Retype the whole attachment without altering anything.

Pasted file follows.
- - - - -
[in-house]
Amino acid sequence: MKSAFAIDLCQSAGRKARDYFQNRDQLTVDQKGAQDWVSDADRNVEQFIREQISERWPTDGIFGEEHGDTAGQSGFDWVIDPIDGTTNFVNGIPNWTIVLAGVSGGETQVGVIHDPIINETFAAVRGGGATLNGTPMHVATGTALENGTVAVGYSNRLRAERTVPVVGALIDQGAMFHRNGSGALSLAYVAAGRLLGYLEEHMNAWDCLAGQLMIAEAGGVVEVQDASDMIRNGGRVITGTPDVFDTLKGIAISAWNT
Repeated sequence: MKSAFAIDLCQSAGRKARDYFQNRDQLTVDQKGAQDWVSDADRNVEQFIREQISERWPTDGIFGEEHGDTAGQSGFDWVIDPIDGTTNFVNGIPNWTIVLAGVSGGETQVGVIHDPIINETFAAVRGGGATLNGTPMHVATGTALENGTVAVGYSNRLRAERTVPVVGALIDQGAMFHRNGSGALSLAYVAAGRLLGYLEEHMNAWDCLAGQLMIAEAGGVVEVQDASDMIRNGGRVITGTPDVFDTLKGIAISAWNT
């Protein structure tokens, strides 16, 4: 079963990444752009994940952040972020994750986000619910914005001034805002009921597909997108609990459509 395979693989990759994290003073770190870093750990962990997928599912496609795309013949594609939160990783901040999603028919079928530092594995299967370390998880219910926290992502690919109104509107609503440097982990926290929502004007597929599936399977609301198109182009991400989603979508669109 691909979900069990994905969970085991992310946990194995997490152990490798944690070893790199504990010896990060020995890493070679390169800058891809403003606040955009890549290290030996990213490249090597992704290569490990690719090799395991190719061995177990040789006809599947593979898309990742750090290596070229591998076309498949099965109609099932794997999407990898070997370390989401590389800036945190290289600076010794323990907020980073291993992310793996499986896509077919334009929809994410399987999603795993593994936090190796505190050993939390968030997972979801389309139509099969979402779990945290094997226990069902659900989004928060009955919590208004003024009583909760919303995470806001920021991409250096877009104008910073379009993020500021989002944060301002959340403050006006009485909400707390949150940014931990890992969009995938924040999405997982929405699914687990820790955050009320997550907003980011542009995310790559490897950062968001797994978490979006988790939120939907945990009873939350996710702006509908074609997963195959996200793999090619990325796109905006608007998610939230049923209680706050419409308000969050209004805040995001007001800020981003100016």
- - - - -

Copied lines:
[in-house]
Amino acid sequence: MKSAFAIDLCQSAGRKARDYFQNRDQLTVDQKGAQDWVSDADRNVEQFIREQISERWPTDGIFGEEHGDTAGQSGFDWVIDPIDGTTNFVNGIPNWTIVLAGVSGGETQVGVIHDPIINETFAAVRGGGATLNGTPMHVATGTALENGTVAVGYSNRLRAERTVPVVGALIDQGAMFHRNGSGALSLAYVAAGRLLGYLEEHMNAWDCLAGQLMIAEAGGVVEVQDASDMIRNGGRVITGTPDVFDTLKGIAISAWNT
Repeated sequence: MKSAFAIDLCQSAGRKARDYFQNRDQLTVDQKGAQDWVSDADRNVEQFIREQISERWPTDGIFGEEHGDTAGQSGFDWVIDPIDGTTNFVNGIPNWTIVLAGVSGGETQVGVIHDPIINETFAAVRGGGATLNGTPMHVATGTALENGTVAVGYSNRLRAERTVPVVGALIDQGAMFHRNGSGALSLAYVAAGRLLGYLEEHMNAWDCLAGQLMIAEAGGVVEVQDASDMIRNGGRVITGTPDVFDTLKGIAISAWNT
């Protein structure tokens, strides 16, 4: 079963990444752009994940952040972020994750986000619910914005001034805002009921597909997108609990459509 395979693989990759994290003073770190870093750990962990997928599912496609795309013949594609939160990783901040999603028919079928530092594995299967370390998880219910926290992502690919109104509107609503440097982990926290929502004007597929599936399977609301198109182009991400989603979508669109 691909979900069990994905969970085991992310946990194995997490152990490798944690070893790199504990010896990060020995890493070679390169800058891809403003606040955009890549290290030996990213490249090597992704290569490990690719090799395991190719061995177990040789006809599947593979898309990742750090290596070229591998076309498949099965109609099932794997999407990898070997370390989401590389800036945190290289600076010794323990907020980073291993992310793996499986896509077919334009929809994410399987999603795993593994936090190796505190050993939390968030997972979801389309139509099969979402779990945290094997226990069902659900989004928060009955919590208004003024009583909760919303995470806001920021991409250096877009104008910073379009993020500021989002944060301002959340403050006006009485909400707390949150940014931990890992969009995938924040999405997982929405699914687990820790955050009320997550907003980011542009995310790559490897950062968001797994978490979006988790939120939907945990009873939350996710702006509908074609997963195959996200793999090619990325796109905006608007998610939230049923209680706050419409308000969050209004805040995001007001800020981003100016």